Today I got a call from Mike with some questions about the Makelangelo. He mentioned David Bynoe’s Four Cable Drawing Machine (above). David has been making amazing art in Calgary, Canada, for some time now. Looking through his other videos I realized I’ve talked to David anonymously in other message boards. Small world, hey? Hi, David! Love your work.
Archive for the ‘Makelangelo’ Category
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“While the Makelangelo is easy enough for anyone to use,it will most likely appeal to STEM teachers, Arduino fans, or as an entry into technology for anyone.
Having a designated desk makes it so much easier to include Makeangelo in your daily routine, especially a school routine. It always feels like I am working harder when the machine is also at work at the same time. If I choose not to use it, then the space is easily available as a regular computer station.
Make some art! Take it on a road trip!
You will likely have to make a schedule of when the Drawing machine can run. It will be popular with very good reason. You can feel good about teaching students about the coordinate system- X and Y.”
Read the full Instructable here. Show edmondslibrarian some love by clicking the “favorite” button!
- moved arduino/arduino.ino to arduino/firmware_arms1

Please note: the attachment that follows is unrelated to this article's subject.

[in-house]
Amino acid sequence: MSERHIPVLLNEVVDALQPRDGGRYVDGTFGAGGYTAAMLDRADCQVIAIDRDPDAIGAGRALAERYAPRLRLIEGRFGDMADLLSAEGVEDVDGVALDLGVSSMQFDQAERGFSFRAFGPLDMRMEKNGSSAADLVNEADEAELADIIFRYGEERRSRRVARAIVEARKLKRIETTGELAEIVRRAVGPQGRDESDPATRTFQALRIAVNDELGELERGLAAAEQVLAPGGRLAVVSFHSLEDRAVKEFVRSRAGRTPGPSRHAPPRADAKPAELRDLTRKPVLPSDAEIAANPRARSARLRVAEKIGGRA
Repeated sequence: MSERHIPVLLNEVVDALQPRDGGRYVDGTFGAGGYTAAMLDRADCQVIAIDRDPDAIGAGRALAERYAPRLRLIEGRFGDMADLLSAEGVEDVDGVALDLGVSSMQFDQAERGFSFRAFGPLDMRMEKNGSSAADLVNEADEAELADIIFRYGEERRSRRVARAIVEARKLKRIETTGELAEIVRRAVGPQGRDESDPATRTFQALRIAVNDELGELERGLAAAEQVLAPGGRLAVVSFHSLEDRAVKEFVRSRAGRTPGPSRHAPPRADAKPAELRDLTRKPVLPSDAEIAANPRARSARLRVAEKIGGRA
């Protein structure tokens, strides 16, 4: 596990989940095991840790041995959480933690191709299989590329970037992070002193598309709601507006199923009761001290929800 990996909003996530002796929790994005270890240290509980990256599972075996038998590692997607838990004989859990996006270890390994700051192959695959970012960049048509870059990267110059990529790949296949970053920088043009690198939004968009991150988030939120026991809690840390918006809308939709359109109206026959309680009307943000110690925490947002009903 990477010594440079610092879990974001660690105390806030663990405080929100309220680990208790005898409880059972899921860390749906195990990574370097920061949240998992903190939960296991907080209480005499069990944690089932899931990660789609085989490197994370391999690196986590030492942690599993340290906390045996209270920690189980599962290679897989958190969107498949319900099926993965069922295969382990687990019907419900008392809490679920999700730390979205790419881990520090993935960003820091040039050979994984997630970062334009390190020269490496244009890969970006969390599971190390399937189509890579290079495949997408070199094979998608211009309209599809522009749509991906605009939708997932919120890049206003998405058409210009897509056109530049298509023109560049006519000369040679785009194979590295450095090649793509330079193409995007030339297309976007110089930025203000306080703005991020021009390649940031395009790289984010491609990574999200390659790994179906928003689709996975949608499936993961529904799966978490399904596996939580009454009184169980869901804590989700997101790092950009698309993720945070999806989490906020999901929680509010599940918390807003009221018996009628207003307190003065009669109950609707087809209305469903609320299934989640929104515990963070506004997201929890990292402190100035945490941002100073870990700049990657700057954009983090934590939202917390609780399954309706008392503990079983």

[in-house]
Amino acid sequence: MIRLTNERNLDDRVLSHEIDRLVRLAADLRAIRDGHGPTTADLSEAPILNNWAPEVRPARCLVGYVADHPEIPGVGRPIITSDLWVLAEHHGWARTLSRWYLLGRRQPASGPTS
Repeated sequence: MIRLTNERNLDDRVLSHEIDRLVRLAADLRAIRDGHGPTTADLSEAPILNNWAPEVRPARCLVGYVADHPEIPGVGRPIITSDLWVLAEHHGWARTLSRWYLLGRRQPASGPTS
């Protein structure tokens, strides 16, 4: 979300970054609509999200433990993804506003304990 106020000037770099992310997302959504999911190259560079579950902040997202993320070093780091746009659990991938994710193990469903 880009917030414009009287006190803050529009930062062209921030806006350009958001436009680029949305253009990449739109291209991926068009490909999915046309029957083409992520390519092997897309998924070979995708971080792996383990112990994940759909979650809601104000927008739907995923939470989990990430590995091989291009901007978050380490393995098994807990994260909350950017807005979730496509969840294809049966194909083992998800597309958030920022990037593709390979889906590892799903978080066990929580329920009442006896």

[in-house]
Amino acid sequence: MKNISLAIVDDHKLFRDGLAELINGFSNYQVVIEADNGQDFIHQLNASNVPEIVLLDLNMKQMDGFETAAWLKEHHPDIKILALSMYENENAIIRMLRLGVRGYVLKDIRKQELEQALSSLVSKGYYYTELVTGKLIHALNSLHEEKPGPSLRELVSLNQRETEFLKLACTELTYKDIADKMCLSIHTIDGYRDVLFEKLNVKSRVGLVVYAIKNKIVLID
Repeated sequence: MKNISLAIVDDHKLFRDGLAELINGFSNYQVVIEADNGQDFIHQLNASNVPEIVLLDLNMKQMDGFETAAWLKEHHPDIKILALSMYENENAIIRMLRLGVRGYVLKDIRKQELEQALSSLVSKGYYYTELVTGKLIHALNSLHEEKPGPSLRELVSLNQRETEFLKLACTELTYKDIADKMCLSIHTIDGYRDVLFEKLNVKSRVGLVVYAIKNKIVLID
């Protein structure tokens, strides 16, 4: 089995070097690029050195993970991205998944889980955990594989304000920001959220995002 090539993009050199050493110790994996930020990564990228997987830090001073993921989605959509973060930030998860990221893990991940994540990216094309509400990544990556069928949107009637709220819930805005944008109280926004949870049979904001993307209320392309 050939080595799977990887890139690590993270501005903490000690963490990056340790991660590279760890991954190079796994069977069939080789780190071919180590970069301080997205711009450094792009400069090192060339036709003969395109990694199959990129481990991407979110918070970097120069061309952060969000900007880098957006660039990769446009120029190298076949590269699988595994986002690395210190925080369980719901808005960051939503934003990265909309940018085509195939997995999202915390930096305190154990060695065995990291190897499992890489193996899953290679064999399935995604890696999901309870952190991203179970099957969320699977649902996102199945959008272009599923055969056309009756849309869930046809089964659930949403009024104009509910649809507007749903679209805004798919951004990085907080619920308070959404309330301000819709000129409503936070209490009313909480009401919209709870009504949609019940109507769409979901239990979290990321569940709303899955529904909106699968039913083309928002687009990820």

- moved arduino/libraries to arduino/firmware_arms1/libraries
- added arduino/firmware_arms2 for adafruit motor shield 2
- added arduino/firmware_arms2/libraries
The previous release was (finally) version 1. From now on they’ll go up in whole numbers.
I love how adding ellipsis before the end of a sentence makes everything a little bit … ominous.
Gilad sends word that this weekend he’s doing some major hacking on the Makelangelo. I don’t know what he’s cooking up yet. Care to make a guess?
Did you now there are now 224 known drawbots around the world? Nice!
Building robots is great fun. “Good” robots need to move accurately. Stepper motors are a great way to move accurately – they move a predictable amount and then stay where you put them. To use stepper motors we need a way to easily turn our human desires into machine instructions into stepper movements. This is done with an interpreter. I’m going to show you a simple interpreter written for Arduino and an Adafruit Motor Shield (v1) that lets you move stepper motors for your robots.